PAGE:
2. 2. an emergency is available at http://www.treatmentadvocacycenter.org/get-help/be-prepared-for- an-emergency. To help prevent a crisis, we recommend:  Call your local warm line (e.g. see Philadelphia area warm lines listed at http://namipamainline.org/info-resources/intro-to-services/ ).  Read about strategies to improve communication and help prevent a crisis at http://www.nami.org/Content/Microsites124/NAMI_PA,_Main_Line/Home115/Info_on_Me ntal_Illness_and_Coping/listeningwell.pdf and http://www.mentalhealthfirstaid.org/cs/take- a-course/what-you-learn/ or view http://greatdanefilm.dk/web/Janssen- cilag/npa2011_13012011/amadore_interview.html .  Take a course such as Family-to-Family (http://www.nami.org/Template.cfm?Section=Family-to-Family&lstid=605 ), Mental Health First Aid (http://www.mentalhealthfirstaid.org/cs/ ) or LEAP (http://www.leapinstitute.org/ ). 2. What help is available for children and adolescents with mental illness and their families? Mental illness in children and adolescents can have different symptoms and require different treatment than mental illness in adults, so it is advisable to seek out professionals who have expertise with children or adolescents. Multiple aspects of mental illness in children and teenagers and treatment are discussed in video format at http://www.namiswpa.org/content/index.php (click on Namipedia and then Mental Illness in Children and Teenagers). Additional information on mental illness in children and adolescents, diagnosis, treatment, and school issues, as well as access to discussion groups are available at http://www.nami.org/template.cfm?section=child_and_teen_support. Many affiliates of NAMI offer Basics, an education and support program for parents of children and adolescents with mental illness or serious behavioral issues (http://www.nami.org/template.cfm?section=NAMI_Basics1). Information about resources in the Philadelphia area, including behavioral health providers, schooling, and relevant organizations is available at http://namipamainline.org/info- resources/intro-to-services/ and http://namipamainline.org/info-resources/resource-guide/. 3. How can someone with mental illness get government services such as health insurance, mental health treatment, and income support? Many individuals with severe mental illness will find it necessary, or at least helpful, to apply for some or all of the following publicly supported services:  disability income from the Social Security Administration  Medicaid and/or Medicare health insurance which is available to disabled individuals  community mental health services provided by each county, including case management which can provide access to housing and many other services. For information about eligibility and application procedures for these programs, go to http://namipamainline.org/info-resources/how-to-get-services/ . NAMI National offers additional information, helpful advice, and suggestions of organizations that can represent people who are applying for SSDI (available at http://www.nami.org/Content/ContentGroups/Helpline1/Social_Security_and_Disability_Benefits.htm).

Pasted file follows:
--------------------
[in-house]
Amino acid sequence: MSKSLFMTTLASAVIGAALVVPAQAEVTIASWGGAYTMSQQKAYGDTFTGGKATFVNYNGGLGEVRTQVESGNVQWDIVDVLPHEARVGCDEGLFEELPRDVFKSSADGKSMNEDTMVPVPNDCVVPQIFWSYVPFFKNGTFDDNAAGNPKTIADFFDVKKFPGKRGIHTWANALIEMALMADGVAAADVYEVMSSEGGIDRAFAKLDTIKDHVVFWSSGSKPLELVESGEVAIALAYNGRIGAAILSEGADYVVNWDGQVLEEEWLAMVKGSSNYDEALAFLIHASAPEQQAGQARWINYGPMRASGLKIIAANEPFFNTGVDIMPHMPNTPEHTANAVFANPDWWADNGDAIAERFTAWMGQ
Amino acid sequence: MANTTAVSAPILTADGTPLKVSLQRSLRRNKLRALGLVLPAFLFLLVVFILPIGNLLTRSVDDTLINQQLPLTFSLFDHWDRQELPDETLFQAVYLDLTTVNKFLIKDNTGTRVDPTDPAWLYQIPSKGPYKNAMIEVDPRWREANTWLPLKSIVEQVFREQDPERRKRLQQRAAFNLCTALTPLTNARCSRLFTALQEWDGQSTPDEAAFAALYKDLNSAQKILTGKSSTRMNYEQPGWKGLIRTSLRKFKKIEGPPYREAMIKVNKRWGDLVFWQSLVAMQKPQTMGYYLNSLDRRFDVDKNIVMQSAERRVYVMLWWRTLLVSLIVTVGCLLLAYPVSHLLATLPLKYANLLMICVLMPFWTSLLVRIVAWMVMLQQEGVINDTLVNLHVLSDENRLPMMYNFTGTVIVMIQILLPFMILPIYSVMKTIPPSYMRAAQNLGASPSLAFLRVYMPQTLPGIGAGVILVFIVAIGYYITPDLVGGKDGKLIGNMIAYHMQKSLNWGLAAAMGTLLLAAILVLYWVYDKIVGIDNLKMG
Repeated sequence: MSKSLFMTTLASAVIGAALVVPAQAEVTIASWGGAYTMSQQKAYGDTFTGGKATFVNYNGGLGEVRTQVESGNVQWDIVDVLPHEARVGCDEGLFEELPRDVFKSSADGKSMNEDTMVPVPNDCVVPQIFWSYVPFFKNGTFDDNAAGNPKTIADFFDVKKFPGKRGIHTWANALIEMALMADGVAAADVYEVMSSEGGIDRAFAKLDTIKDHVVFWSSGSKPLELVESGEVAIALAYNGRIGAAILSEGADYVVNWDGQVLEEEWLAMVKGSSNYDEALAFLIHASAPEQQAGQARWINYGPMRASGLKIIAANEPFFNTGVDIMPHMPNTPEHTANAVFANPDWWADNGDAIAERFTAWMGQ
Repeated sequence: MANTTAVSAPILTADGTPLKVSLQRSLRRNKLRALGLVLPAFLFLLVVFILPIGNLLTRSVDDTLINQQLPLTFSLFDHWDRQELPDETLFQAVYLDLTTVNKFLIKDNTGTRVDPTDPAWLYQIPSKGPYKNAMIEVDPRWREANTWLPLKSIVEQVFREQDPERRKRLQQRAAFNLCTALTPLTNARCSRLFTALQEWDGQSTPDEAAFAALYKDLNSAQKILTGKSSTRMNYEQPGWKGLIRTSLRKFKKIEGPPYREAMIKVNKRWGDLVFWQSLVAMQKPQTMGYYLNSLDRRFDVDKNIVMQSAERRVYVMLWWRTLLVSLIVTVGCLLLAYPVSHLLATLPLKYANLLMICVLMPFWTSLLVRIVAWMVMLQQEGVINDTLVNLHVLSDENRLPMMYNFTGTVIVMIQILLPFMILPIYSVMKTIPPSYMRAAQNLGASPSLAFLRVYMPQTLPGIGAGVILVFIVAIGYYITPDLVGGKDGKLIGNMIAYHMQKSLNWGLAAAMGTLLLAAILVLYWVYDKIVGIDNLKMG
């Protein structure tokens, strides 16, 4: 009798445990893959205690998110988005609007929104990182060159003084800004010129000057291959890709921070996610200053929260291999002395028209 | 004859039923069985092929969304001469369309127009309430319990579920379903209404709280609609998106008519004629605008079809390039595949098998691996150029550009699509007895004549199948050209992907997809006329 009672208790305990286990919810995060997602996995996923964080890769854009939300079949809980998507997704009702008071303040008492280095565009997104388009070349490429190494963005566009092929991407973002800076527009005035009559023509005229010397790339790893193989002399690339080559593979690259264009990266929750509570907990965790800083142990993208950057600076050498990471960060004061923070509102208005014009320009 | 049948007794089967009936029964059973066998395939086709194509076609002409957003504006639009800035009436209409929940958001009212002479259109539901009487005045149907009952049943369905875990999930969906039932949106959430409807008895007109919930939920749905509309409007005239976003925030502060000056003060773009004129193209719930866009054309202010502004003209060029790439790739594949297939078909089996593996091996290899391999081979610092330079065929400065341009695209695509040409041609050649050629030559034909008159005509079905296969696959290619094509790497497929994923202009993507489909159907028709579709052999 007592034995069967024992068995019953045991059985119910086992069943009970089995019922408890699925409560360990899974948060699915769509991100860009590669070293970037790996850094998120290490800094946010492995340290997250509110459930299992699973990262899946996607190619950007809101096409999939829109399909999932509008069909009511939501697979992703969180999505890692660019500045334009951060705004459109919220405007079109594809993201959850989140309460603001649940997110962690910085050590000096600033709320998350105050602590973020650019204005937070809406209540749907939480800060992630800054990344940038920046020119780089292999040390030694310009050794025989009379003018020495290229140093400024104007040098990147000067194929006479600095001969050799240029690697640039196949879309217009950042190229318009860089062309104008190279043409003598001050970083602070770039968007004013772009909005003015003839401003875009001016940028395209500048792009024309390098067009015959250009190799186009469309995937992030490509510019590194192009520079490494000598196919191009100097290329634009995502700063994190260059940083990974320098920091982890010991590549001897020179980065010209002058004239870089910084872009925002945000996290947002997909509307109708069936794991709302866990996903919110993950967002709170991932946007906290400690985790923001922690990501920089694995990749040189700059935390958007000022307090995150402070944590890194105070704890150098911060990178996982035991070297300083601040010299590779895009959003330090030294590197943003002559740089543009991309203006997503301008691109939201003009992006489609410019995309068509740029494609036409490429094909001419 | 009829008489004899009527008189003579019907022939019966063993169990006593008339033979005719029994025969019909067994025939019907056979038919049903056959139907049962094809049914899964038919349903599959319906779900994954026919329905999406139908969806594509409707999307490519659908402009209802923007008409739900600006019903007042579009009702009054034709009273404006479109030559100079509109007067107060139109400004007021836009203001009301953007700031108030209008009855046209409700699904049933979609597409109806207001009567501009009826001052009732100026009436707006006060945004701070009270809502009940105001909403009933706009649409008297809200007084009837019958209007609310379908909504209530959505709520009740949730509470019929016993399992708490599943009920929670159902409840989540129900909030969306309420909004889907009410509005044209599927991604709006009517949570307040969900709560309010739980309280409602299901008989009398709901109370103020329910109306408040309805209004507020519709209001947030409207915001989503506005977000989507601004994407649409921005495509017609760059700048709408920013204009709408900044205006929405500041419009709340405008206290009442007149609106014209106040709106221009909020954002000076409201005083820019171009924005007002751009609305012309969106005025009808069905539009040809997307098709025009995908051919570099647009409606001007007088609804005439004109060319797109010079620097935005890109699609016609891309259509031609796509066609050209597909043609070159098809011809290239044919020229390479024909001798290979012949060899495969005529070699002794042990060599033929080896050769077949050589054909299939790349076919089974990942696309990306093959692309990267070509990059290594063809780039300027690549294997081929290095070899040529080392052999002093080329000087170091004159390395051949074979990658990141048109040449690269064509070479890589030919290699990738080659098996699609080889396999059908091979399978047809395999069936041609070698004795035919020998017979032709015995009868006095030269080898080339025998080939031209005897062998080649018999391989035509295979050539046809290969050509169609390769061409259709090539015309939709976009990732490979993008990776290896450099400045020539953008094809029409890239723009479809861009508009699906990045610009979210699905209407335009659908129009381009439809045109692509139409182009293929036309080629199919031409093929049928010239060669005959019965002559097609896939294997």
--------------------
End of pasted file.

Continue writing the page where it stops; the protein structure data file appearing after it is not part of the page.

3. 3. 4. How can I find a mental health provider? Two resources that provide general advice about choosing and working with a mental health care provider, as well as suggestions for finding a mental health professional, are "Mental Health Professionals: Who They Are and How to Find One" (http://www.nami.org/Content/ContentGroups/Helpline1/Mental_Health_Professionals_Who_Th ey_Are_and_How_to_Find_One.htm) and "Choosing the Right Mental Health Professional" (http://namipamainline.org/info-resources/info-on-mental-illness-coping/). For information about behavioral health providers in the Philadelphia area, go to http://namipamainline.org/info-resources/intro-to-services/. For additional information, contact your local NAMI affiliate (http://www.NAMI.org ) and/or your County Office of Behavioral Health or Mental Health/Mental Retardation, which can probably direct you to mental health care services provided on a sliding scale basis. Information about assistance in paying for prescriptions is available at http://www.nami.org/Template.cfm?Section=Frequently_Asked_Questions&Template=/Content Management/ContentDisplay.cfm&ContentID=79713#2. 5. How can an adult with mental illness find housing? Options for housing include rent subsidies or supervised apartments or group housing (http://www.nami.org/Content/NavigationMenu/Inform_Yourself/About_Mental_Illness/About_ Treatments_and_Supports/Housing_-_Continuum_Model_Housing_Options.htm ). Unfortunately, housing for low-income individuals with mental illness is in very short supply and waiting lists can be very long, so it is helpful to apply as early as possible. For help in finding housing in the Philadelphia area, call one of the help lines listed in http://namipamainline.org/info-resources/intro-to-services/ or research specific options listed in http://namipamainline.org/info-resources/resource-guide/. 6. How can an adult with mental illness find social opportunities or a support group? Social opportunities for people with mental illness include one-on-one socializing with volunteers or mental health workers, group social events, drop-in centers (which offer activities as well as a social setting), clubhouses (which offer structured rehabilitation programs and may require a referral), and online support groups, discussion groups and chat rooms. A directory of clubhouses is available at http://www.iccd.org/ and information about online support groups is available at http://namipamainline.org/info-resources/resource-guide/. For information about the social opportunities and support groups in the Philadelphia area, call one of the help lines listed at http://namipamainline.org/info-resources/intro-to-services/ or explore the listings in http://namipamainline.org/info-resources/resource-guide/. 7. How can a family member of someone with mental illness find information, resources, help and/or support?